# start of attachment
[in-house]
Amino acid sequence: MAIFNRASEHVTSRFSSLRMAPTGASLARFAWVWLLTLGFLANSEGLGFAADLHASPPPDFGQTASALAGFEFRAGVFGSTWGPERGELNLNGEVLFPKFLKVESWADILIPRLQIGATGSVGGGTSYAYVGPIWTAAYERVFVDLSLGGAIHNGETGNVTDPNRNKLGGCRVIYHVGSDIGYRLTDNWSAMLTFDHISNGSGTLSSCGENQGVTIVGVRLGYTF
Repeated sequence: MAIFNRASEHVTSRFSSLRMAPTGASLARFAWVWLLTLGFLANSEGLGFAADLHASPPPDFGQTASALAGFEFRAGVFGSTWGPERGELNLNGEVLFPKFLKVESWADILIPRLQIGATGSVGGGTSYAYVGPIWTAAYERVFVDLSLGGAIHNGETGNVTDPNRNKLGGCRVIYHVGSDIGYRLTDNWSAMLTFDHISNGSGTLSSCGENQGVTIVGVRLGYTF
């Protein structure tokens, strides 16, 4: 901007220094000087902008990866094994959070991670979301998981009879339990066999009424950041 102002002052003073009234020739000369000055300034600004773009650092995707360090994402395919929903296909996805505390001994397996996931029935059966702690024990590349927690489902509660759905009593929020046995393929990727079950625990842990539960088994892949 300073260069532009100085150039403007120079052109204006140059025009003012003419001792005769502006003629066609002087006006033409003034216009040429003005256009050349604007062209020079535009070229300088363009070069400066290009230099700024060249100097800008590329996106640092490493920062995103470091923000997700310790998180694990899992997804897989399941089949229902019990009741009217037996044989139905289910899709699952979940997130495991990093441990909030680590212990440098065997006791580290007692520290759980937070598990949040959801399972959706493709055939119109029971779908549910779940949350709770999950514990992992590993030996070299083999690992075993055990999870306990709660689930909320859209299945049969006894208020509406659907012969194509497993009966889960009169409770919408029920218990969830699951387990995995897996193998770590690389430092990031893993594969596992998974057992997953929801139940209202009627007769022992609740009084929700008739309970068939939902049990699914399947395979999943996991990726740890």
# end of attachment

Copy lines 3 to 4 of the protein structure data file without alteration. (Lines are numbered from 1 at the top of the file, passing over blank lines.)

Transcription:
Repeated sequence: MAIFNRASEHVTSRFSSLRMAPTGASLARFAWVWLLTLGFLANSEGLGFAADLHASPPPDFGQTASALAGFEFRAGVFGSTWGPERGELNLNGEVLFPKFLKVESWADILIPRLQIGATGSVGGGTSYAYVGPIWTAAYERVFVDLSLGGAIHNGETGNVTDPNRNKLGGCRVIYHVGSDIGYRLTDNWSAMLTFDHISNGSGTLSSCGENQGVTIVGVRLGYTF
């Protein structure tokens, strides 16, 4: 901007220094000087902008990866094994959070991670979301998981009879339990066999009424950041 102002002052003073009234020739000369000055300034600004773009650092995707360090994402395919929903296909996805505390001994397996996931029935059966702690024990590349927690489902509660759905009593929020046995393929990727079950625990842990539960088994892949 300073260069532009100085150039403007120079052109204006140059025009003012003419001792005769502006003629066609002087006006033409003034216009040429003005256009050349604007062209020079535009070229300088363009070069400066290009230099700024060249100097800008590329996106640092490493920062995103470091923000997700310790998180694990899992997804897989399941089949229902019990009741009217037996044989139905289910899709699952979940997130495991990093441990909030680590212990440098065997006791580290007692520290759980937070598990949040959801399972959706493709055939119109029971779908549910779940949350709770999950514990992992590993030996070299083999690992075993055990999870306990709660689930909320859209299945049969006894208020509406659907012969194509497993009966889960009169409770919408029920218990969830699951387990995995897996193998770590690389430092990031893993594969596992998974057992997953929801139940209202009627007769022992609740009084929700008739309970068939939902049990699914399947395979999943996991990726740890």